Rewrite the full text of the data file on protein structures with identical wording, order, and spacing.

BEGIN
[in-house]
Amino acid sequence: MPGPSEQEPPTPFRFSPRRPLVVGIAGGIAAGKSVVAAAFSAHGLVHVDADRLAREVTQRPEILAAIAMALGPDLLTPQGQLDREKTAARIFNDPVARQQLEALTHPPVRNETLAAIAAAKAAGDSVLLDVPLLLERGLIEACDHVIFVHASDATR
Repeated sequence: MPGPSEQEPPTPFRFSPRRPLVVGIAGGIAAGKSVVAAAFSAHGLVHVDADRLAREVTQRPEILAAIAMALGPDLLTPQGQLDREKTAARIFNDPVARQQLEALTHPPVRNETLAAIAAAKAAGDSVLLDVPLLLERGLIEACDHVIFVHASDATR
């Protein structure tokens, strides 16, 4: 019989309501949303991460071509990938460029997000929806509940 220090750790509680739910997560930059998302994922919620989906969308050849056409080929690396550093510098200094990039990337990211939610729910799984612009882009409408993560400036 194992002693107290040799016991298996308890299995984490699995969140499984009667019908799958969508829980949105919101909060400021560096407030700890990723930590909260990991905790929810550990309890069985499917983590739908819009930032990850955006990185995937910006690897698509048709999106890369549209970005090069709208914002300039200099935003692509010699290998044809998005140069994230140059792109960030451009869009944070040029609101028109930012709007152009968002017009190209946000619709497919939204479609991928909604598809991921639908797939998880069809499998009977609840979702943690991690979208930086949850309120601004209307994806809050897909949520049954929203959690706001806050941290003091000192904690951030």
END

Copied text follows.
[in-house]
Amino acid sequence: MPGPSEQEPPTPFRFSPRRPLVVGIAGGIAAGKSVVAAAFSAHGLVHVDADRLAREVTQRPEILAAIAMALGPDLLTPQGQLDREKTAARIFNDPVARQQLEALTHPPVRNETLAAIAAAKAAGDSVLLDVPLLLERGLIEACDHVIFVHASDATR
Repeated sequence: MPGPSEQEPPTPFRFSPRRPLVVGIAGGIAAGKSVVAAAFSAHGLVHVDADRLAREVTQRPEILAAIAMALGPDLLTPQGQLDREKTAARIFNDPVARQQLEALTHPPVRNETLAAIAAAKAAGDSVLLDVPLLLERGLIEACDHVIFVHASDATR
């Protein structure tokens, strides 16, 4: 019989309501949303991460071509990938460029997000929806509940 220090750790509680739910997560930059998302994922919620989906969308050849056409080929690396550093510098200094990039990337990211939610729910799984612009882009409408993560400036 194992002693107290040799016991298996308890299995984490699995969140499984009667019908799958969508829980949105919101909060400021560096407030700890990723930590909260990991905790929810550990309890069985499917983590739908819009930032990850955006990185995937910006690897698509048709999106890369549209970005090069709208914002300039200099935003692509010699290998044809998005140069994230140059792109960030451009869009944070040029609101028109930012709007152009968002017009190209946000619709497919939204479609991928909604598809991921639908797939998880069809499998009977609840979702943690991690979208930086949850309120601004209307994806809050897909949520049954929203959690706001806050941290003091000192904690951030």